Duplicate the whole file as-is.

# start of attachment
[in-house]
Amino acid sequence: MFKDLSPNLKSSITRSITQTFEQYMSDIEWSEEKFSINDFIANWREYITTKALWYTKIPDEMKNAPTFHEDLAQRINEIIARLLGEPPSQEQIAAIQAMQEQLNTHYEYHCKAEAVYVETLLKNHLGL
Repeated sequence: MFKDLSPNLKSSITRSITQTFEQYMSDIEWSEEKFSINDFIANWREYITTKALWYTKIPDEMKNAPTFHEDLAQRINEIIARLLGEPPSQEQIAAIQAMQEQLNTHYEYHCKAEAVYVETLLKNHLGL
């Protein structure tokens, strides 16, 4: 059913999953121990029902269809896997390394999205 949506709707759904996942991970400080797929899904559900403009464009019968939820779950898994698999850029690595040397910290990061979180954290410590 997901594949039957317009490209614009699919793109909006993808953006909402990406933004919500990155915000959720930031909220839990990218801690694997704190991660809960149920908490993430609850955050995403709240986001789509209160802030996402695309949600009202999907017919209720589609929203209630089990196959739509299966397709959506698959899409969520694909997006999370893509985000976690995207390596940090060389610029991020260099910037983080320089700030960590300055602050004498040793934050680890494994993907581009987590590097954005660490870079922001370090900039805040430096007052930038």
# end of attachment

[in-house]
Amino acid sequence: MFKDLSPNLKSSITRSITQTFEQYMSDIEWSEEKFSINDFIANWREYITTKALWYTKIPDEMKNAPTFHEDLAQRINEIIARLLGEPPSQEQIAAIQAMQEQLNTHYEYHCKAEAVYVETLLKNHLGL
Repeated sequence: MFKDLSPNLKSSITRSITQTFEQYMSDIEWSEEKFSINDFIANWREYITTKALWYTKIPDEMKNAPTFHEDLAQRINEIIARLLGEPPSQEQIAAIQAMQEQLNTHYEYHCKAEAVYVETLLKNHLGL
């Protein structure tokens, strides 16, 4: 059913999953121990029902269809896997390394999205 949506709707759904996942991970400080797929899904559900403009464009019968939820779950898994698999850029690595040397910290990061979180954290410590 997901594949039957317009490209614009699919793109909006993808953006909402990406933004919500990155915000959720930031909220839990990218801690694997704190991660809960149920908490993430609850955050995403709240986001789509209160802030996402695309949600009202999907017919209720589609929203209630089990196959739509299966397709959506698959899409969520694909997006999370893509985000976690995207390596940090060389610029991020260099910037983080320089700030960590300055602050004498040793934050680890494994993907581009987590590097954005660490870079922001370090900039805040430096007052930038």